Skip to main content

Where the Dead Live

In The Apostles’ Creed prayer, we say that we believe in what is called the “communion of saints”. This means that we believe that those who have died are not only still “alive” in our memories but that they are still in a real relationship with us. But how and where do we find them?

In these days of Eastertide, we read a lot in the scriptures about the post-Resurrection appearances of Jesus and where his followers went to find him. One story in particular has always intrigued me.

On that first Easter Sunday morning, we are told that Mary Magdala and some other women, armed with spices with a view to embalming his dead body, went to Jesus’ grave. But they didn’t find him there. Instead, they found an Angel who asked them: “why are you looking in a cemetery for someone who is alive? He’s not here. Go instead to Galilee and he will meet you there”.

I believe that that instruction still holds good for us today. When we are looking to meet our loved ones who have died, we will find them in “Galilee”. But where and what is “Galilee”?

“Galilee”, for Mary Magdala and the followers of Jesus, was more than a place on a map, the northern part of Israel. It was the place where Jesus’ spirit had flourished, the place where they had first met him, the place of his key miracles and the place where their spirits had been stretched and warmed by contact with him.

“Galilee” represented the place of their innocence, their initial learning, their first falling in love with him. Now, after his death, they were being asked to go back to that place as the privileged spot where Jesus would meet them again. And our faith says the same thing to us.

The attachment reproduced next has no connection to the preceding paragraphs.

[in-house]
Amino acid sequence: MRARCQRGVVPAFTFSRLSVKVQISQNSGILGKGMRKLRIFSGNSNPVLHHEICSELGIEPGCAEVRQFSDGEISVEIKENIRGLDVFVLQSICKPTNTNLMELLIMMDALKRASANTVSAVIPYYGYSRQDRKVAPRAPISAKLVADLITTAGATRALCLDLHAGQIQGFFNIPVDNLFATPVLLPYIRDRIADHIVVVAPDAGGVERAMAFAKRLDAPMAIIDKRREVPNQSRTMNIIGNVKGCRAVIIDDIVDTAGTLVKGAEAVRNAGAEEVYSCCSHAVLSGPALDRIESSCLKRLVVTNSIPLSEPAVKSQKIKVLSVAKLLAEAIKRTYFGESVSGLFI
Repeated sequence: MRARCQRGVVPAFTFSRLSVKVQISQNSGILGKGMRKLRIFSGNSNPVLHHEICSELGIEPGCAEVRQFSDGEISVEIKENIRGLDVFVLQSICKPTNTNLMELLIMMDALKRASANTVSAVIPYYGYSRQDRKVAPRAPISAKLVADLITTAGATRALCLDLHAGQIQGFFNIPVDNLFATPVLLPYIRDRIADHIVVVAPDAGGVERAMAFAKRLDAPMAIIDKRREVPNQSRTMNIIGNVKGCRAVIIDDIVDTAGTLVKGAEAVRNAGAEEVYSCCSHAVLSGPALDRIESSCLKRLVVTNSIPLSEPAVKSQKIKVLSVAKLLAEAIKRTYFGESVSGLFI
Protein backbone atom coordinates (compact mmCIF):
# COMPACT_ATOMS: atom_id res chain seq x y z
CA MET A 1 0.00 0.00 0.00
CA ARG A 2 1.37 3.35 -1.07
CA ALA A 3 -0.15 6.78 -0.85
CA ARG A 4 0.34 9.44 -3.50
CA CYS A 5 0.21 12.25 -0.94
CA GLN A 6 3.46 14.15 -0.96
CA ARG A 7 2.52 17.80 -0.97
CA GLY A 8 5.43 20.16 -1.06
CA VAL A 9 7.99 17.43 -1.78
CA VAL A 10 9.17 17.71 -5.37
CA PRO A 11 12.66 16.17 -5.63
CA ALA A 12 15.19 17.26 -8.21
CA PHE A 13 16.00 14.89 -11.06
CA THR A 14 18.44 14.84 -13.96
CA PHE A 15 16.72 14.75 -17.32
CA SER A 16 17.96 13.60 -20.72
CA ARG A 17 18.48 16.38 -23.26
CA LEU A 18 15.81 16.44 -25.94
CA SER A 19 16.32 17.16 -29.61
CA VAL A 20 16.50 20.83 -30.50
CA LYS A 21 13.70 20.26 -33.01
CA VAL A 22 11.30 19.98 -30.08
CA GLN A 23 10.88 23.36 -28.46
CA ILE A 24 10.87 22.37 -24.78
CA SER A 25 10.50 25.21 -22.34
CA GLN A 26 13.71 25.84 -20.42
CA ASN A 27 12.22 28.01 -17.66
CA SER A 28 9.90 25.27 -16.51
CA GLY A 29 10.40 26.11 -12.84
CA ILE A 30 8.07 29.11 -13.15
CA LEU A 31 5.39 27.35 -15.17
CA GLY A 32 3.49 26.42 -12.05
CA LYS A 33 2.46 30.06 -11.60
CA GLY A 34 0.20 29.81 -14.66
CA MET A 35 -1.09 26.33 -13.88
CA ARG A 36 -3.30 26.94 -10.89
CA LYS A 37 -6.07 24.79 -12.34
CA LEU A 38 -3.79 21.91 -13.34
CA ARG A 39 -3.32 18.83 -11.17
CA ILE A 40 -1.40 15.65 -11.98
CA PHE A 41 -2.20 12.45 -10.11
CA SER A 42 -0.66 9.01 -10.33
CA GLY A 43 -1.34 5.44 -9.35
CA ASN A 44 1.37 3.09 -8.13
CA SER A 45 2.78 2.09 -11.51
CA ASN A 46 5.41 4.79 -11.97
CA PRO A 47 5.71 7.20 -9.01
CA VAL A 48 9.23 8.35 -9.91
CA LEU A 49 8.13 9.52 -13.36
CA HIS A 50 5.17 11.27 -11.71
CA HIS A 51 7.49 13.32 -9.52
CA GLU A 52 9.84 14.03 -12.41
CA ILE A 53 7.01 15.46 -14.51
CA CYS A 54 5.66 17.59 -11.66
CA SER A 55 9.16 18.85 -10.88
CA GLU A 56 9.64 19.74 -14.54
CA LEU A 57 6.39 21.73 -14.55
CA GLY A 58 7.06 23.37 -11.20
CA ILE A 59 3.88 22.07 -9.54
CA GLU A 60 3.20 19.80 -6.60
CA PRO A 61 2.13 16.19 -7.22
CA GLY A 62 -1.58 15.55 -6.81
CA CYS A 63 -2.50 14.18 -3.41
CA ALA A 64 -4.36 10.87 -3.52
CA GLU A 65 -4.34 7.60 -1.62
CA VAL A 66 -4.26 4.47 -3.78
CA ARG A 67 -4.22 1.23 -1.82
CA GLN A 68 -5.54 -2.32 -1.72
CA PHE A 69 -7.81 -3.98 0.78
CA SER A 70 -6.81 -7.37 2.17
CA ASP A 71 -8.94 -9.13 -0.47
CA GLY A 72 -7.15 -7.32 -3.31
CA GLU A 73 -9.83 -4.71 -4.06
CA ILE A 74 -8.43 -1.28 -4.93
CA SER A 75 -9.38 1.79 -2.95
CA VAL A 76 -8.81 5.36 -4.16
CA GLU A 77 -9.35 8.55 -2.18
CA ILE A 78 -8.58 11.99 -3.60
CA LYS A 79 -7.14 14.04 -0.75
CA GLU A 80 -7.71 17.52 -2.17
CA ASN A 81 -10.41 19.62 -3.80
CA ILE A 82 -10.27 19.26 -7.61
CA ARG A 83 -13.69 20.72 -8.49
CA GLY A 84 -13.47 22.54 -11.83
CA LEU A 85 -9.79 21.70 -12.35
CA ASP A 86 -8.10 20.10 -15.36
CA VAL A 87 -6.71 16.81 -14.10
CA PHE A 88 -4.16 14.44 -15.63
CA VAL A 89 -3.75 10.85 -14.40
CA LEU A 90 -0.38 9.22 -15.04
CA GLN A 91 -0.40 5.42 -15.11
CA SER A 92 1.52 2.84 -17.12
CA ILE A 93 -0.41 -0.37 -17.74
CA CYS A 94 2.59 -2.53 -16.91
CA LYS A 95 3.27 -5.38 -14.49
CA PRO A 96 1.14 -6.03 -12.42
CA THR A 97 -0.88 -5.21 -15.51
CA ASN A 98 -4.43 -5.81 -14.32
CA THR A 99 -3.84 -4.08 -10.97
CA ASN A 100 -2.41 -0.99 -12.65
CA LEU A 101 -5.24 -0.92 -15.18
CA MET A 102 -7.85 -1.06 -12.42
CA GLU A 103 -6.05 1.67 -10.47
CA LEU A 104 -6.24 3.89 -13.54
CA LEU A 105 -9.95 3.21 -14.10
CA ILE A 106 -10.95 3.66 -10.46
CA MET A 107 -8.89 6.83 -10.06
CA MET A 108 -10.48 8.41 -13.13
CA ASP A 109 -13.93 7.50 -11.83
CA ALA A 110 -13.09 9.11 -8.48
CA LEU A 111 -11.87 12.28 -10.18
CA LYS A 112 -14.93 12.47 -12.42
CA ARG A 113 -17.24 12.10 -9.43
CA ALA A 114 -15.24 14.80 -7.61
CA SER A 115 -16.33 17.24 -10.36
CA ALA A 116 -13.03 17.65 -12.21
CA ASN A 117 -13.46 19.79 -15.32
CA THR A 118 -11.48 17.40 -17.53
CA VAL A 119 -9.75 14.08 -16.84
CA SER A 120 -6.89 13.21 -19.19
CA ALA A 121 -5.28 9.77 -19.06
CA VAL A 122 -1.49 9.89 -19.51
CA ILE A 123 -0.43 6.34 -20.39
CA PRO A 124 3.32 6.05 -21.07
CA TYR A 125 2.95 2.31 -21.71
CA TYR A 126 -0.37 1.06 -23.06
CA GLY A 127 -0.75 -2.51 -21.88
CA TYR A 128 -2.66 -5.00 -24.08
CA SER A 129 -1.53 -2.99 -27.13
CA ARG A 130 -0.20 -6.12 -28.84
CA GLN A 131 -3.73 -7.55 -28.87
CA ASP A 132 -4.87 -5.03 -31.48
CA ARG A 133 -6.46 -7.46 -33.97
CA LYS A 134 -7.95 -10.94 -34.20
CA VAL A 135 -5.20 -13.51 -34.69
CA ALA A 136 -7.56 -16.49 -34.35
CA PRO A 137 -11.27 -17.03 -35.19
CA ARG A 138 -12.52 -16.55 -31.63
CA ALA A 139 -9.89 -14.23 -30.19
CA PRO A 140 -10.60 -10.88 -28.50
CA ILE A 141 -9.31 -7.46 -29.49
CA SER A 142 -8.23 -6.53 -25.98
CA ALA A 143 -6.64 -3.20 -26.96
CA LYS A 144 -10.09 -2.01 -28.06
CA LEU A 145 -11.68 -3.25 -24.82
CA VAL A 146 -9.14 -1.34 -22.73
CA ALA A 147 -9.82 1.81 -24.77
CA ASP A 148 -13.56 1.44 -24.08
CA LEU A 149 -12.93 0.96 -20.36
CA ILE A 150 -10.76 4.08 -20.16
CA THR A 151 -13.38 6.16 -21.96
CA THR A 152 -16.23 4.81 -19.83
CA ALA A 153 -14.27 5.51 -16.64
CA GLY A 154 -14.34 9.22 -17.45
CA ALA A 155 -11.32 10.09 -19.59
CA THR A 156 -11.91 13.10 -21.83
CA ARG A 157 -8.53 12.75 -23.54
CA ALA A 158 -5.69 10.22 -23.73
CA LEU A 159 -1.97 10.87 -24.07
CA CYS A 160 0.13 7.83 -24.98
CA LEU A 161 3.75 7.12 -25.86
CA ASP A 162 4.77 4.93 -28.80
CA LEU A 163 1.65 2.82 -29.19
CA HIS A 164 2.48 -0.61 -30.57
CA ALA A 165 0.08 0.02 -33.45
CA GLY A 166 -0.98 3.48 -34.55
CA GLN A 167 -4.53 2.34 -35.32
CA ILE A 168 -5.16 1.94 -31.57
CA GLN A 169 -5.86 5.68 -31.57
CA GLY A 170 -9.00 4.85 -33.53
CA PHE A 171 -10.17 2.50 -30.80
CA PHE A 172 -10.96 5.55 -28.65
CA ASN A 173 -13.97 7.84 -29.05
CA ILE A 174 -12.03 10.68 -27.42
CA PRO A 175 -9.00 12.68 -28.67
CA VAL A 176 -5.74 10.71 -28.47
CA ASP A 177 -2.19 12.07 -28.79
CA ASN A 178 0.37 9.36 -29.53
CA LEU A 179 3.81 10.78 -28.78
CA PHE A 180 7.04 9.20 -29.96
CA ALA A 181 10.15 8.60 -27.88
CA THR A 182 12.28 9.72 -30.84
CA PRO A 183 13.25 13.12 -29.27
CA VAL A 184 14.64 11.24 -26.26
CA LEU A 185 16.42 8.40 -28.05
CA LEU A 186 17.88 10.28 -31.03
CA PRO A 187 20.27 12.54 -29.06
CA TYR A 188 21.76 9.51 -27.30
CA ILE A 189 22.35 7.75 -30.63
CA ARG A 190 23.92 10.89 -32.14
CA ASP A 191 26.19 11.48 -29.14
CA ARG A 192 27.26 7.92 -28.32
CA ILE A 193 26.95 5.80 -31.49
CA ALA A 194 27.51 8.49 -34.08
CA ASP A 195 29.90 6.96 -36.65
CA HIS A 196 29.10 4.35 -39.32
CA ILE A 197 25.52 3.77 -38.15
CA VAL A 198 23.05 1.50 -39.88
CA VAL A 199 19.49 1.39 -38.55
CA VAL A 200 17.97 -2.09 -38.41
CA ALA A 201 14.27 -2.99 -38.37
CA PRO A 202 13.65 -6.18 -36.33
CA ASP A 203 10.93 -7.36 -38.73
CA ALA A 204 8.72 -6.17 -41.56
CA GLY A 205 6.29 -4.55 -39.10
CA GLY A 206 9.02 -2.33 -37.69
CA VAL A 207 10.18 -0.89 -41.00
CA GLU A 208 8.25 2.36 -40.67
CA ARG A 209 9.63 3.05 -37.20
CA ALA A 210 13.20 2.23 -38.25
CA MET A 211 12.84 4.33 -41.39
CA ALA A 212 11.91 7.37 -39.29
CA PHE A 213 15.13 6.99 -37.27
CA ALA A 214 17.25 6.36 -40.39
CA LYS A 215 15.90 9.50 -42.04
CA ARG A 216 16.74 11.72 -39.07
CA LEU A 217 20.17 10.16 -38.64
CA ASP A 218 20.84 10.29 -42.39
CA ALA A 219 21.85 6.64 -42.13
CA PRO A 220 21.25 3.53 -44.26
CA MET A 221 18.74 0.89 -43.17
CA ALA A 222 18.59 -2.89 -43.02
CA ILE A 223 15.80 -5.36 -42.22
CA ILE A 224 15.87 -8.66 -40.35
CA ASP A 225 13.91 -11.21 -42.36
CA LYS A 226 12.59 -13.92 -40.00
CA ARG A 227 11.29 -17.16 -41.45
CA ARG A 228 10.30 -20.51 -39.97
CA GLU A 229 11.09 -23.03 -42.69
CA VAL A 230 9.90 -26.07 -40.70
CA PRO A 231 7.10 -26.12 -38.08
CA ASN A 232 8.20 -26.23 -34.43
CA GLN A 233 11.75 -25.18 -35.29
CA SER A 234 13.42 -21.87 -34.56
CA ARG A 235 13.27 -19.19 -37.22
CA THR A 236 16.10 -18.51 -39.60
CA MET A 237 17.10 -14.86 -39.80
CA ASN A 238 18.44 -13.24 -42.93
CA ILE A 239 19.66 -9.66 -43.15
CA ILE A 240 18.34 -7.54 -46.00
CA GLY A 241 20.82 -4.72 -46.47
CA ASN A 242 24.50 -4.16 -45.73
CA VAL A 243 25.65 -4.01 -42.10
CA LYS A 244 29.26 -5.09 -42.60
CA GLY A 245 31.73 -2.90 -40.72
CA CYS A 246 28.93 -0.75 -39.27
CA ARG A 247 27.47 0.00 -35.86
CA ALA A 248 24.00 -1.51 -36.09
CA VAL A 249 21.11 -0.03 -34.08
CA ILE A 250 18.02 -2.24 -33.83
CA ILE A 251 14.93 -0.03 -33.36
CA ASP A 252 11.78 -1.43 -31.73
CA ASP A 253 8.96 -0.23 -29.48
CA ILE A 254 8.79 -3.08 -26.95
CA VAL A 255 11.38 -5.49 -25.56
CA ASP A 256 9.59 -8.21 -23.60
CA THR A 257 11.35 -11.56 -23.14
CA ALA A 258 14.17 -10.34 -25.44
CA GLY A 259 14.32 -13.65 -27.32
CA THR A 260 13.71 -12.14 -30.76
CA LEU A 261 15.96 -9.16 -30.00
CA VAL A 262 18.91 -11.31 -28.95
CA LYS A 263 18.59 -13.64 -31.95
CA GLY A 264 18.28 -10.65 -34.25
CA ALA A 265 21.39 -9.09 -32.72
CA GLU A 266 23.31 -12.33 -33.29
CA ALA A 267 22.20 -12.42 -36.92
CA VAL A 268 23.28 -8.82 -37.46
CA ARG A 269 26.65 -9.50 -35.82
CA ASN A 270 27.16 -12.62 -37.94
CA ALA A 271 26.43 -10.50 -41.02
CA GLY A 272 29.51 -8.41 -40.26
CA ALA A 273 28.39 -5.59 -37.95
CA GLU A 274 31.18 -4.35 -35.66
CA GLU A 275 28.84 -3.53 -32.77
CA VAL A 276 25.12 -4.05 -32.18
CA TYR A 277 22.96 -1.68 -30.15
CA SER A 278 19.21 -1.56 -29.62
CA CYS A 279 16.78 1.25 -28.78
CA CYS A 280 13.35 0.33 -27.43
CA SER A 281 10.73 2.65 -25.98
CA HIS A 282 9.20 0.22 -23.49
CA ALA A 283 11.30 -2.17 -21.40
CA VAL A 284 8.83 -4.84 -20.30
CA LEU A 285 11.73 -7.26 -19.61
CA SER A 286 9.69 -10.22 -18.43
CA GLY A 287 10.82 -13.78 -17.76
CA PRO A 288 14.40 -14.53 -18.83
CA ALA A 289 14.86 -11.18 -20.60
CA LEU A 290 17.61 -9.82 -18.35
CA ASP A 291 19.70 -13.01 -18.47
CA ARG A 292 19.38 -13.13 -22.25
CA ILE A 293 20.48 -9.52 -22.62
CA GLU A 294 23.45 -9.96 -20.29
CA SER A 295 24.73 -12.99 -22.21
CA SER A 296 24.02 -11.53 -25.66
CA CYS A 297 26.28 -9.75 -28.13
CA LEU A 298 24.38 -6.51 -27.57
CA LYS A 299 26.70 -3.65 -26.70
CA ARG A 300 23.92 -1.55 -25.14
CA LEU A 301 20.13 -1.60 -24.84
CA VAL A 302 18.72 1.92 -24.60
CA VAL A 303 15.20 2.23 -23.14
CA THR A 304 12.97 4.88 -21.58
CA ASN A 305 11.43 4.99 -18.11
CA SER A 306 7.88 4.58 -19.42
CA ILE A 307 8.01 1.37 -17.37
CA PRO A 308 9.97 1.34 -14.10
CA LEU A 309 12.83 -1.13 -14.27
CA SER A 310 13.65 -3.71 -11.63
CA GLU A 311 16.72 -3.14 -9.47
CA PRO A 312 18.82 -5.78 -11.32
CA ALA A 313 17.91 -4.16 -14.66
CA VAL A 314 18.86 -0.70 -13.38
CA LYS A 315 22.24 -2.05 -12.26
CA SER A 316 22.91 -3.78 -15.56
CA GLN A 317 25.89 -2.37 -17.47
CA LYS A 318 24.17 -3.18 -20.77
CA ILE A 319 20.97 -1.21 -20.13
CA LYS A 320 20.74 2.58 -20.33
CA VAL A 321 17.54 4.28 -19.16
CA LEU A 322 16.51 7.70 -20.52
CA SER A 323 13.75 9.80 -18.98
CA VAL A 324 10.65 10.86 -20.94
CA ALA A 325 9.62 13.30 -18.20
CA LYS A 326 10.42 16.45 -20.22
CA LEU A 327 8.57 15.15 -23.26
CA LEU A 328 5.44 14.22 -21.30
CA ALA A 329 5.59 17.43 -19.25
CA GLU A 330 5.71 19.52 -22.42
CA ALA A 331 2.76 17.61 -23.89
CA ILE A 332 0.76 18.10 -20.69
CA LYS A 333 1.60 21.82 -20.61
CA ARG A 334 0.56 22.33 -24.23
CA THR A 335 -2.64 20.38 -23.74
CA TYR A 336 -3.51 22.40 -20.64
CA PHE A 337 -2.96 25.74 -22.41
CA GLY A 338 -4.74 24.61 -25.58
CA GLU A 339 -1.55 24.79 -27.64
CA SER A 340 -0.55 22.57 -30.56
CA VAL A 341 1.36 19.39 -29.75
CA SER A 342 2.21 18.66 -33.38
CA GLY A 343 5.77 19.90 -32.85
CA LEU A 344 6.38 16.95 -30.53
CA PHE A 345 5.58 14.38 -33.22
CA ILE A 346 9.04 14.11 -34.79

Sea of Galilee

Sea of Galilee – Photo by Yoav Aziz on Unsplash

In common with Mary Magdala and those first followers, we, too, can meet our deceased loved ones by going back to “Galilee”, to those places and memories where their spirits flourished and where our own spirits were stretched and warmed by contact with them.

There is both a deep truth and deep challenge in the words the Angel spoke to Mary Magdala on that first Easter morning. Of course, we should honour our dead and visit the graves where their bodies rest, but we meet our deceased loved ones where their spirits flourished and where our own souls were warmed in our contact with them.

As well as honoring their graves, we should always remember to honour their lives. We need to honour the wonderful energy that they uniquely incarnated and which in turn nurtured, instructed and helped make us who we are. When we do this, then our relationship with them does not just continue, it deepens and they continue to “live” in our lives just as Jesus did in the lives of his first followers.

Fr. Gerry McFlynn

Author Fr. Gerry McFlynn

More posts by Fr. Gerry McFlynn

Leave a Reply